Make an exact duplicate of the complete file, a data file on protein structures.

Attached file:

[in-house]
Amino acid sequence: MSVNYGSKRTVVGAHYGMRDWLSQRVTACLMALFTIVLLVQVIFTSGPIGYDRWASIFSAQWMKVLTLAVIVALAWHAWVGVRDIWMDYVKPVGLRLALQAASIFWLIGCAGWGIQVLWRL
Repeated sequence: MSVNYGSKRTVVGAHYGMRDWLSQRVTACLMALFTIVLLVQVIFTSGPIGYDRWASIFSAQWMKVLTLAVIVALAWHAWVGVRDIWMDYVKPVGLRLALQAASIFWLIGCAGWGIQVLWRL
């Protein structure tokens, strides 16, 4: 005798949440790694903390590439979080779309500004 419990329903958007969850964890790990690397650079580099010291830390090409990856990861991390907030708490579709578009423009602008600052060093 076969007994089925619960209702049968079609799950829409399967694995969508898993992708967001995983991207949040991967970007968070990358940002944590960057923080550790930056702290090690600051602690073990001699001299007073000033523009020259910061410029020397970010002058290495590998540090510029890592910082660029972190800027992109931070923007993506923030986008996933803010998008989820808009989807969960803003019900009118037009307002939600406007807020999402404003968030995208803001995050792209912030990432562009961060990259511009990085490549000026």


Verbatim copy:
[in-house]
Amino acid sequence: MSVNYGSKRTVVGAHYGMRDWLSQRVTACLMALFTIVLLVQVIFTSGPIGYDRWASIFSAQWMKVLTLAVIVALAWHAWVGVRDIWMDYVKPVGLRLALQAASIFWLIGCAGWGIQVLWRL
Repeated sequence: MSVNYGSKRTVVGAHYGMRDWLSQRVTACLMALFTIVLLVQVIFTSGPIGYDRWASIFSAQWMKVLTLAVIVALAWHAWVGVRDIWMDYVKPVGLRLALQAASIFWLIGCAGWGIQVLWRL
């Protein structure tokens, strides 16, 4: 005798949440790694903390590439979080779309500004 419990329903958007969850964890790990690397650079580099010291830390090409990856990861991390907030708490579709578009423009602008600052060093 076969007994089925619960209702049968079609799950829409399967694995969508898993992708967001995983991207949040991967970007968070990358940002944590960057923080550790930056702290090690600051602690073990001699001299007073000033523009020259910061410029020397970010002058290495590998540090510029890592910082660029972190800027992109931070923007993506923030986008996933803010998008989820808009989807969960803003019900009118037009307002939600406007807020999402404003968030995208803001995050792209912030990432562009961060990259511009990085490549000026």